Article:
Christine Blasey Ford Says She Doesn’t Know Who Paid for Her Polygraph Test

Christine Blasey Ford Says She Doesn’t Know Who Paid for Her Polygraph Test

Claims lie detector tester appeared at her hotel and she doesn’t know who hired him

Christine Blasey Ford, the woman accusing Judge Brett Kavanaugh of sexually assaulting her over 35 years ago, told the Senate Judiciary Committee on Thursday that she doesn’t know who paid for her polygraph test.

During her live televised testimony, Ford explained that the examiner, who conducted the lie detector test she undertook on August 7, appeared at her hotel to examine her, but she has no idea who hired him.

When questioned about the allegations she has leveled against Supreme Court nominee Kavanaugh, prosecutor Rachel Mitchell asked the California psychology professor if she knew who paid for the test, to which she responded, “not yet, no.”

After giving the Senate a very detailed explanation of how the brain retains memory earlier in her testimony, Dr. Ford became extremely vague and underinformed regarding the procedure of her test.

When asked by Mitchell if the polygraphy session was recorded on video or audio, Ford explained that the examiner who carried out the test “asked a lot of questions” after she was “hooked up to a machine” that was “placed on my body,” adding that she was unaware if any of the equipment was recording her.

According to Breitbart, Ford testified Thursday before the Senate Judiciary Committee, leveling her accusations against President Donald Trump’s Supreme Court Justice nominee.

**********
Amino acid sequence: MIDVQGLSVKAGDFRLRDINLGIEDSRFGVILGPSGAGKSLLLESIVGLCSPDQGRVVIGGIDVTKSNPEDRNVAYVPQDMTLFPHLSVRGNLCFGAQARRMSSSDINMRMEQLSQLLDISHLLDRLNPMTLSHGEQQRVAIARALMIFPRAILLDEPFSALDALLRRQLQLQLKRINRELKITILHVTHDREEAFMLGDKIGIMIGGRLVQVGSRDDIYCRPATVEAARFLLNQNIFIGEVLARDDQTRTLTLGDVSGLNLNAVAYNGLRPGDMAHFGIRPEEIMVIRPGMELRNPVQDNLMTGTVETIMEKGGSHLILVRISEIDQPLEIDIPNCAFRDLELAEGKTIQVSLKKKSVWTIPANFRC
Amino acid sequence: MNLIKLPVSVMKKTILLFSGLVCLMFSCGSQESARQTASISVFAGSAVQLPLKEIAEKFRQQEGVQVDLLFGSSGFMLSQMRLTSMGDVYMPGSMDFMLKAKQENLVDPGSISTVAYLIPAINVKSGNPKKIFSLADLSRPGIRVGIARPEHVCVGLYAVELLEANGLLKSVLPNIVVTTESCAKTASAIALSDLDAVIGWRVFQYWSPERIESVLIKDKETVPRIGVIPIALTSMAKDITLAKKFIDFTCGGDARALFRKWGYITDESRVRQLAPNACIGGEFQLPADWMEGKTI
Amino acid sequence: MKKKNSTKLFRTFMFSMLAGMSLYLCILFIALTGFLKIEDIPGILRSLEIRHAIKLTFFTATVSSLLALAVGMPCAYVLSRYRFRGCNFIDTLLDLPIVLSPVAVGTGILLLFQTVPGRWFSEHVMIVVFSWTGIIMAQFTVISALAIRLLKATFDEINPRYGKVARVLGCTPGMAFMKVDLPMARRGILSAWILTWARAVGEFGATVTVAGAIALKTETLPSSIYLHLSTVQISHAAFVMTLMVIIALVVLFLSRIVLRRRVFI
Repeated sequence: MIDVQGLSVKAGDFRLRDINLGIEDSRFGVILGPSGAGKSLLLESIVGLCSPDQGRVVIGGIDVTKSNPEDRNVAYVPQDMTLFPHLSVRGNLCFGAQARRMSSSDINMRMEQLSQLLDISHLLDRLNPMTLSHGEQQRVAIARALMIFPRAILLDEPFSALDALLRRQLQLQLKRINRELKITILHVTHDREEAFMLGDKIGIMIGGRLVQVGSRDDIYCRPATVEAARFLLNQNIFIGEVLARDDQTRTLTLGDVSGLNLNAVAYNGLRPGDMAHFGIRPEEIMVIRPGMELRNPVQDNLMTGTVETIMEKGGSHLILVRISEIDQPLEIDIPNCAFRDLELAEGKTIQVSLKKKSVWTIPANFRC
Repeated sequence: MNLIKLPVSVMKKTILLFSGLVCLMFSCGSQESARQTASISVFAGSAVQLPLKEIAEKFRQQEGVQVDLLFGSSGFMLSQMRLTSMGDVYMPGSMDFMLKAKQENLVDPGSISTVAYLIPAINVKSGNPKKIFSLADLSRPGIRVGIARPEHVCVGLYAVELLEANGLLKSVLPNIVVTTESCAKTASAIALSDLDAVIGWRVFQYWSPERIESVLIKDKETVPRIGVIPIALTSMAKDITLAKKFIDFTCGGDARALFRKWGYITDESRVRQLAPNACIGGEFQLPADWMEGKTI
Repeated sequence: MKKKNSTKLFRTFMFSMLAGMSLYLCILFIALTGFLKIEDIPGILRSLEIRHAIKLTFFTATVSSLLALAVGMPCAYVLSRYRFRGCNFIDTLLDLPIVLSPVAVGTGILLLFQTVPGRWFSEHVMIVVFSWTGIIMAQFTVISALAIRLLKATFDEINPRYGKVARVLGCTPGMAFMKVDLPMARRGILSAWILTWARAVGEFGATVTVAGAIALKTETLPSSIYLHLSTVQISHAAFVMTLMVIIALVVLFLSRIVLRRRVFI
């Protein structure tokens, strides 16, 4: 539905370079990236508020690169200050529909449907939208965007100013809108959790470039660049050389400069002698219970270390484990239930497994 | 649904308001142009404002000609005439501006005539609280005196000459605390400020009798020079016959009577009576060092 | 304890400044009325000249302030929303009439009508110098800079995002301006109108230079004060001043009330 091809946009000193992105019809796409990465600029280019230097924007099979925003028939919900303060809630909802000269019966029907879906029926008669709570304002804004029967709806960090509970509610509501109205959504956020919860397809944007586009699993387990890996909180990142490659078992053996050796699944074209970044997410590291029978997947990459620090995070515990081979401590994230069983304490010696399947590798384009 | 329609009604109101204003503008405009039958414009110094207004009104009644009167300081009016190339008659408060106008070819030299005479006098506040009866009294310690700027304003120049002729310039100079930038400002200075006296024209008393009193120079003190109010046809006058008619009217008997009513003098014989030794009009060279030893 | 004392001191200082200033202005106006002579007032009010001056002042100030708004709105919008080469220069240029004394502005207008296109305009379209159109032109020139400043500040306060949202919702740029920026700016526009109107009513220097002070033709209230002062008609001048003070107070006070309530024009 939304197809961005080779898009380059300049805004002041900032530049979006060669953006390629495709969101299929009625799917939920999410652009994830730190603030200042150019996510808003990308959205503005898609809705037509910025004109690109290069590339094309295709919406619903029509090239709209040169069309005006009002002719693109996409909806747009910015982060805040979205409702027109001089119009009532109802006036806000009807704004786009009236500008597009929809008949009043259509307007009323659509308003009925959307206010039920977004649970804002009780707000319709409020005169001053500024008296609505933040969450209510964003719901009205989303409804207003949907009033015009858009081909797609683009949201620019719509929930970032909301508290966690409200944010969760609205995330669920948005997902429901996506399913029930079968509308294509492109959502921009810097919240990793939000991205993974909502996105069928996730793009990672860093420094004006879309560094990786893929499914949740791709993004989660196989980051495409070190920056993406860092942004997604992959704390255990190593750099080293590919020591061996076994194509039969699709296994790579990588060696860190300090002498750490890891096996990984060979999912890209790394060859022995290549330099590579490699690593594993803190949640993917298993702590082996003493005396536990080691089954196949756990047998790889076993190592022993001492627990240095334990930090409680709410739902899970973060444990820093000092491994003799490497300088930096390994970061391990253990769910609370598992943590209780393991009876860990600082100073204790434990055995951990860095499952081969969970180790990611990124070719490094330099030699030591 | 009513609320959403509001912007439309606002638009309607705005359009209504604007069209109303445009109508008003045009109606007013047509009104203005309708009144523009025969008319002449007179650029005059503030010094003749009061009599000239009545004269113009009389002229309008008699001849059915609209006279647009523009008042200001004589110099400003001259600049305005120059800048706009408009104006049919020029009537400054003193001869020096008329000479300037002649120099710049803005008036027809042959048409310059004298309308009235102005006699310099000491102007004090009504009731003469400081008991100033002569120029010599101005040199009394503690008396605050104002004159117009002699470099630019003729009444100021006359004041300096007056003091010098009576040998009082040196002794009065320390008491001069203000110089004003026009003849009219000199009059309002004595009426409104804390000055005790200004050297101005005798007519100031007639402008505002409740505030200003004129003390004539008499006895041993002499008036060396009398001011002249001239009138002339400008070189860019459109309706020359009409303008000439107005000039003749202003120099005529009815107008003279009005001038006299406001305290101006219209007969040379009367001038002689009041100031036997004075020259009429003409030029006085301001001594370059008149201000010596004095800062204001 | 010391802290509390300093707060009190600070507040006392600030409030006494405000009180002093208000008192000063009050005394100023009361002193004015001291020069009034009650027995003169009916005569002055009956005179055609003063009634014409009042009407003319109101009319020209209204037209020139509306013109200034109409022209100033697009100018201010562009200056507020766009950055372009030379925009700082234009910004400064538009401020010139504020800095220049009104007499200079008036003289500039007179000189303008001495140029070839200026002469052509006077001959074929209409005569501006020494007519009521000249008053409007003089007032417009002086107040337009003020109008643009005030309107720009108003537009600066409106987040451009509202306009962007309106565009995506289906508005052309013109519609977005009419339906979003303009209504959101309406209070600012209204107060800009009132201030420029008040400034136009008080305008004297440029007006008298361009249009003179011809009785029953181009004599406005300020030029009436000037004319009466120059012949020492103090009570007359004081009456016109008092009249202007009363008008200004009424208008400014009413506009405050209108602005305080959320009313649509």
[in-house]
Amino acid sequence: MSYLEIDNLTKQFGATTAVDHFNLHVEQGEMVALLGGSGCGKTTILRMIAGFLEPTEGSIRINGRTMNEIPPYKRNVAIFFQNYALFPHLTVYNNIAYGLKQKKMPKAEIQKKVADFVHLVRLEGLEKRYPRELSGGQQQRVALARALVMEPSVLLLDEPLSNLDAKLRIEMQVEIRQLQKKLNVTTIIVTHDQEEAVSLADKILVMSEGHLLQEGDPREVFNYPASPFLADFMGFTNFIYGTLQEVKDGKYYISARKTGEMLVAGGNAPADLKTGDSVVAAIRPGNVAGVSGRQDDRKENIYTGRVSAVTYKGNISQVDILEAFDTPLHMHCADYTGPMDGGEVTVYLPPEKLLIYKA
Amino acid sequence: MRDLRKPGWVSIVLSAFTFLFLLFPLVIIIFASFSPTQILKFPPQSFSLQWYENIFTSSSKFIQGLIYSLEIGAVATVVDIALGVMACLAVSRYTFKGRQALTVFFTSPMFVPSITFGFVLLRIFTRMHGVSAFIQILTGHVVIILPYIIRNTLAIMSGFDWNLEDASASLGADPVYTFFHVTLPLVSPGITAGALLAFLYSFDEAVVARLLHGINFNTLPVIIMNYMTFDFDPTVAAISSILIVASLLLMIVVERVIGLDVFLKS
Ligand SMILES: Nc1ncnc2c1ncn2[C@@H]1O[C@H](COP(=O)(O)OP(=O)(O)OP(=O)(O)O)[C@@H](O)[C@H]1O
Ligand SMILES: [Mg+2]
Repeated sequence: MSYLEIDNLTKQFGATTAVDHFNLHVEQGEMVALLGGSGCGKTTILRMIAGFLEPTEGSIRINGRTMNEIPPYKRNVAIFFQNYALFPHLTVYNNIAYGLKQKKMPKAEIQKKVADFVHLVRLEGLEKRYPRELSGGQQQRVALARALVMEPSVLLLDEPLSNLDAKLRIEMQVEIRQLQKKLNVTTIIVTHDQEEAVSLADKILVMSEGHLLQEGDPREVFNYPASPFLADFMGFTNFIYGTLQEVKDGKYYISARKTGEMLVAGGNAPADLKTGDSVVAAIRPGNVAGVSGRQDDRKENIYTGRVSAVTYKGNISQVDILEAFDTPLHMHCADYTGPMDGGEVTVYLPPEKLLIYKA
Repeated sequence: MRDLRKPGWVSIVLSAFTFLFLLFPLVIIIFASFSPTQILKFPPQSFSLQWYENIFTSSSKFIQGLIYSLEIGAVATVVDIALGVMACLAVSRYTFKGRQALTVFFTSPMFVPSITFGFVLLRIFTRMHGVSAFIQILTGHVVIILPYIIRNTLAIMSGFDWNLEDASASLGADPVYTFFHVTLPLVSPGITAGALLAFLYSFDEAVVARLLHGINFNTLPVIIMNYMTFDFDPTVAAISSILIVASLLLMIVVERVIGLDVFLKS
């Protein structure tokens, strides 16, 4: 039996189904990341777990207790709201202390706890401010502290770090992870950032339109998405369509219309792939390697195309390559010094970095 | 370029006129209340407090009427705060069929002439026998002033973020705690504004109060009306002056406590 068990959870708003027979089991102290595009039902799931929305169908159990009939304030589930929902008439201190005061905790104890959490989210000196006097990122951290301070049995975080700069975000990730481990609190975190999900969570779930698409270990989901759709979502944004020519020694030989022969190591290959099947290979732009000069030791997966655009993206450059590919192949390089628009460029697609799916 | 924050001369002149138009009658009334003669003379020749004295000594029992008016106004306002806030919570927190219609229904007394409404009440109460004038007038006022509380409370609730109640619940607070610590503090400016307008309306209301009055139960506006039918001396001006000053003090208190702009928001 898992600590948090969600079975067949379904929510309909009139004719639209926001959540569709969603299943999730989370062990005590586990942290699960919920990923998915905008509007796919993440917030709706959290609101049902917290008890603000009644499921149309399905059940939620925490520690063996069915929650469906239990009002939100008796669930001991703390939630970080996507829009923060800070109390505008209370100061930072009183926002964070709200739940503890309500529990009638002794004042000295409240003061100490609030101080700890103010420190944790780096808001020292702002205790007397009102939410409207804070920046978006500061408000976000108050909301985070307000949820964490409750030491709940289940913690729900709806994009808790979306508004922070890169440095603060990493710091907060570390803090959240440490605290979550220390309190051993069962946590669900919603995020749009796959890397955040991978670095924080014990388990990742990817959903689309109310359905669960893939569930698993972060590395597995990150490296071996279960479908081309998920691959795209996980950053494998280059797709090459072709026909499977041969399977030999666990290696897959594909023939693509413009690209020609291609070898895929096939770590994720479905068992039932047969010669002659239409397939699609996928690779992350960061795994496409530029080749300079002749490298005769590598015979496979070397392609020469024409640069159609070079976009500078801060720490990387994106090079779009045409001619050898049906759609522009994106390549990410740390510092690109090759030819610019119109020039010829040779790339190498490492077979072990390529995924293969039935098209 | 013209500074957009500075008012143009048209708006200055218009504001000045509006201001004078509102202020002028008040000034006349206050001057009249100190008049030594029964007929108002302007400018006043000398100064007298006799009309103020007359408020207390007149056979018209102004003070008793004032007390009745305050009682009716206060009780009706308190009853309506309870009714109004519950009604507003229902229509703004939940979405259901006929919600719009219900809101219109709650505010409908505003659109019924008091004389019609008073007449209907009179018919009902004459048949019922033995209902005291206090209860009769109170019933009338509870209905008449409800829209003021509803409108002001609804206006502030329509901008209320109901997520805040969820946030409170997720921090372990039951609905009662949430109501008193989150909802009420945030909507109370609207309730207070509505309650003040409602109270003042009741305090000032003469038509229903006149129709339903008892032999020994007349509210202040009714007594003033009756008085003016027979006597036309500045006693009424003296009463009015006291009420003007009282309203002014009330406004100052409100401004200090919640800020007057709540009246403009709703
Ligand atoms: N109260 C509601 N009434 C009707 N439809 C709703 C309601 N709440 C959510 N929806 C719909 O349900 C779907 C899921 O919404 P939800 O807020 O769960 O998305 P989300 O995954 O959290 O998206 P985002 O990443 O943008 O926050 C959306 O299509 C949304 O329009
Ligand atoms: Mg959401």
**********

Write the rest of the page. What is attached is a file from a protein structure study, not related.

The Republican members all ceded their time for questions to Mitchell, a veteran sex crimes prosecutor.

In this exchange, Mitchell asked whether Ford recalled who had paid for the polygraph exam:

MITCHELL: Did you pay for the polygraph yourself?

FORD: I don’t think so.

MITCHELL: Do you know who paid for the polygraph?

FORD: Not yet, no.

Mitchell also asked why Jerry Hanafin, the polygraph administrator, did not conduct the examination in his Virginia office, rather at a hotel next to Baltimore–Washington International Airport.

“I had left my grandmother’s funeral at that point at Fort Lincoln Cemetery that day and I was on a tight scheduled to get to make a plane to Manchester, New Hampshire,” Ford told Mitchell.

“He was willing to come to me, which was appreciated.”

Mitchell followed up, “So you were administered a polygraph on the day that you attended your grand mother’s funeral?”

“Correct, or it might have been the next day,” Ford replied.

In a hot mic moment, Ford then turned to one of her attorneys, Debra Katz, and said, “I don’t remember the exact day,” as Katz lunged toward the microphone to switch it off.

Asked if she had ever been advised on how to take a polygraph or offered any “tips” regarding an examination, Ford said she had not.

She said that while she was “scared” to take the test, she believed it would accurately gauge whether her responses were truthful.

“I didn’t expect it to be as long as it was going to be,” she added.

“It was a little bit stressful.”

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